To obtain an appropriate IComparer<T>, MultiSort uses public class SortPropOrFieldAndDirection to specify sort order and direction, and to supply an appropriate CompareProperties or CompareFields class instance (both CompareProperties and CompareFields implement IComparer<T>).

/// <span class="code-SummaryComment"><summary>        </span>
/// Retrieves an IComparer of type T, depending on whether the instance 
/// of this class (or a derived class) references a property or field 
/// <span class="code-SummaryComment"></summary></span>

public IComparer<T> GetComparer<T>() where T : class
{
    if (NameIsPropertyName)
    {
        CompareProperties<T> comp = new CompareProperties<T>
                (sPropertyOrFieldName, fSortDescending, sortType);
        comp.pi = pi;
        comp.Initialize();
        return comp;
    }
    else
    {
        CompareFields<T> comp = new CompareFields<T>
                (sPropertyOrFieldName, fSortDescending, sortType);
        comp.fi = fi;
        comp.Initialize();
        return comp;
    }
}

Note: SortPropertyAndDirection and SortFieldAndDirection derive from SortPropOrFieldAndDirection and can be used for coding clarity (to disambiguate between field-value-based versus property-value-based sorting criteria).

CompareFields and CompareProperties both implement IComparer<T>, and their respective Initialize() methods are responsible for setting up the property and/or field comparison logic. Here is the implementation for CompareProperties<T>.Initialize():

/// <span class="code-SummaryComment"><summary></span>
/// Sets up cached PropertyInfo and determines the best delegate to use 
/// to compare values retrieved from that property. 
/// <span class="code-SummaryComment"></summary></span>

public void Initialize()
{
    if (fFoundProperty == false)
    {
        // Only look up the Property TypeDescriptor once (the first time) 
        fFoundProperty = true;
        if (pi == null)
        {
            // Find the TypeDescriptor for the property (and confirm it exists) 
            // Use this format to take advantage of HyperPropertyDescriptors 
            // (Marc Gravell) 
            PropertyDescriptorCollection props = TypeDescriptor.GetProperties(typeof(T));
            property = props[sPropertyName];
            pi = typeof(T).GetProperty(sPropertyName);

            if (pi == null)
            {
                throw new Exception("Property name " + sPropertyName +
                " not found while trying to compare objects of type " +
                typeof(T).Name);
            }
        }

        typ = pi.PropertyType;

        // Set up the property comparison delegate to use based on the type of 
        // values we will be comparing
        
        if (sortType == SortType.eUsePropertyOrFieldType)
        {
            // If we are using the reflected property type, we know that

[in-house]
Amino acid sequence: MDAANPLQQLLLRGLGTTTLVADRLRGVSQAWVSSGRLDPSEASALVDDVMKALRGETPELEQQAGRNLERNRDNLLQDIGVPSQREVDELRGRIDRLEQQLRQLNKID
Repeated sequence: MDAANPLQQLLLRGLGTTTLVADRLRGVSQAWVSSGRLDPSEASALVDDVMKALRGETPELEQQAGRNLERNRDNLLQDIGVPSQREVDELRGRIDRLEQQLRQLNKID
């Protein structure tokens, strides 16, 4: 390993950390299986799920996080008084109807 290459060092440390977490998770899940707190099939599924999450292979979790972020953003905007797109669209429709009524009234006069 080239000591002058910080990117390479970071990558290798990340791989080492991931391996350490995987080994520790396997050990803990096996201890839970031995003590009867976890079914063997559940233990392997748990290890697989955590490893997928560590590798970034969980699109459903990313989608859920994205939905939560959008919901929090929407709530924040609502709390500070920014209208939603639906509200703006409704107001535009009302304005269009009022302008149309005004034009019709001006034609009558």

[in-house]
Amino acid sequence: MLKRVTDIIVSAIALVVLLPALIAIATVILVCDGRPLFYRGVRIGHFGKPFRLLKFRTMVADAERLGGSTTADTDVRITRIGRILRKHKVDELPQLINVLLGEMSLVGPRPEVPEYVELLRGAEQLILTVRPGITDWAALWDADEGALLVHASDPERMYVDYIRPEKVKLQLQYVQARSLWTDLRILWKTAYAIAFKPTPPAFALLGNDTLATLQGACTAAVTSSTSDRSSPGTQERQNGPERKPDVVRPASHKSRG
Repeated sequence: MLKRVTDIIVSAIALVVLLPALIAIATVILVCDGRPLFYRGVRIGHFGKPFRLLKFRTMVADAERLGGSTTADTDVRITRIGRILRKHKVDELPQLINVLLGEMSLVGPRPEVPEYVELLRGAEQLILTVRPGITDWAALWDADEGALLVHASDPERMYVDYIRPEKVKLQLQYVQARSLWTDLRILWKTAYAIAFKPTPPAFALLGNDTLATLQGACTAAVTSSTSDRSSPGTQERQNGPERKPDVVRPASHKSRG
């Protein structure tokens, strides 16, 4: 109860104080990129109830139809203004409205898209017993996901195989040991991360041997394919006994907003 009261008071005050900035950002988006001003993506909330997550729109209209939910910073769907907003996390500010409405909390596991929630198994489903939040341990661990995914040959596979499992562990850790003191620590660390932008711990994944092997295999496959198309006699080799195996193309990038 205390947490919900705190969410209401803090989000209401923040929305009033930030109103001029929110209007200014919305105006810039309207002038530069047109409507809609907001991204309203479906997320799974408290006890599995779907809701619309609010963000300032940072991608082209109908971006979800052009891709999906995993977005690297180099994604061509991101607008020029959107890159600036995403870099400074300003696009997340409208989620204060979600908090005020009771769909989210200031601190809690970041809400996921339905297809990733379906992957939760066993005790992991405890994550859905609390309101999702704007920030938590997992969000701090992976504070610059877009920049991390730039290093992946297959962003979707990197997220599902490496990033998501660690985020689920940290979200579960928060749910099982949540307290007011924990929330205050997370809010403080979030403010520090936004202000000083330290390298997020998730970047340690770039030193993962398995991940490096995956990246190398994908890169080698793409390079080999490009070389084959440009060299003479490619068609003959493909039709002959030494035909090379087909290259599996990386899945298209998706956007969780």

// no type conversion is needed prior to comparison. 
            // Use fast direct-cast comparison routines 
            sortType = Sorting.GetSortTypeEnumForType(typ);
            if (typ == typeof(string))
            {
                if (stringComparisonToUse == StringComparison.Ordinal)
                   DoCompare = StringCompareOrdinal;
                else 
           DoCompare = StringCompare;
            }
            else if (typ == typeof(int) && !fSortDescending) DoCompare = CompareInt;
            else if (typ == typeof(int)) DoCompare = CompareIntDesc;
            else if (typ == typeof(DateTime)) DoCompare = CompareDates;
            else if (typ == typeof(long)) DoCompare = CompareTypeSensitive<long>;
            else if (typ == typeof(double)) DoCompare = CompareTypeSensitive<double>;
            else if (typ == typeof(float)) DoCompare = CompareTypeSensitive<float>;
            else if (typ == typeof(short)) DoCompare = CompareTypeSensitive<short>;
            else if (typ == typeof(byte)) DoCompare = CompareTypeSensitive<byte>>;
            else if (typ == typeof(bool)) DoCompare = CompareTypeSensitive<bool>>;
            else DoCompare = CompareUsingToString;
        }
        else
        {
            // We are comparing using a user-specified type. 
            // A type conversion may be necessary 
            // and we may run into invalid cast exceptions - 
            // use more robust comparison routines 
            if (sortType == SortType.eString) DoCompare = CompareUsingToString;
            else if (sortType == SortType.eByte) DoCompare = CompareUsingToByte;
            else if (sortType == SortType.eDateTime) DoCompare = CompareUsingToDate;
            else if (sortType == SortType.eInteger) DoCompare = CompareUsingToInt;
            else if (sortType == SortType.eLong) DoCompare = CompareUsingToInt64;
            else if (sortType == 
                SortType.eDoubleOrFloat) DoCompare = CompareUsingToDouble;
            else DoCompare = CompareUsingToString;
        }
    }
}

Each property comparison delegate is fairly compact and contains code similar to the following (the below code compares two integers):

public int CompareInt(T x, T y)
{
    int oX = (int)property.GetValue(x);
    int oY = (int)property.GetValue(y);
    return (oX < oY) ? -1 : ((oX == oY) ? 0 : 1);
}

Summary: Sorting Using a Single Field/Property

Step #1: Creation of SortPropOrFieldAndDirection:

SortPropertyAndDirection sortBy = new SortPropertyAndDirection("AssignedTo");

Step #2: After we have specified criteria by which to sort and wish to do an in-place, single-property sort, simply call the Sorting.SortInPlace method:

Sorting.SortInPlace<WorkItem>(AllWorkItems, sortBy);

Under the covers, the SortInPlace method performs the following actions:

  1. Retrieves an appropriate CompareProperties<T> (implements IComparer<T>) for the Property named AssignedTo